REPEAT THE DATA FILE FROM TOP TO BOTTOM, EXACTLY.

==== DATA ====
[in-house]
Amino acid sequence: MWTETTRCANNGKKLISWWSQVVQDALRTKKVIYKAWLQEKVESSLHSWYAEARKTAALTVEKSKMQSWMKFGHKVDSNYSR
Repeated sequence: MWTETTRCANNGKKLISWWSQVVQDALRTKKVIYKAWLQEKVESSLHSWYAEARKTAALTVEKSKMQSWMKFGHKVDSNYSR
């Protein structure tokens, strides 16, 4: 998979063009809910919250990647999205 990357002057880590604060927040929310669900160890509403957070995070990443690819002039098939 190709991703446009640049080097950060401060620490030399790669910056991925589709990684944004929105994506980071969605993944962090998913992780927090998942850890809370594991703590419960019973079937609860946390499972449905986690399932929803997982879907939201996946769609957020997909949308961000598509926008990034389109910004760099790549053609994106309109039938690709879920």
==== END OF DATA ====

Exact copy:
[in-house]
Amino acid sequence: MWTETTRCANNGKKLISWWSQVVQDALRTKKVIYKAWLQEKVESSLHSWYAEARKTAALTVEKSKMQSWMKFGHKVDSNYSR
Repeated sequence: MWTETTRCANNGKKLISWWSQVVQDALRTKKVIYKAWLQEKVESSLHSWYAEARKTAALTVEKSKMQSWMKFGHKVDSNYSR
């Protein structure tokens, strides 16, 4: 998979063009809910919250990647999205 990357002057880590604060927040929310669900160890509403957070995070990443690819002039098939 190709991703446009640049080097950060401060620490030399790669910056991925589709990684944004929105994506980071969605993944962090998913992780927090998942850890809370594991703590419960019973079937609860946390499972449905986690399932929803997982879907939201996946769609957020997909949308961000598509926008990034389109910004760099790549053609994106309109039938690709879920």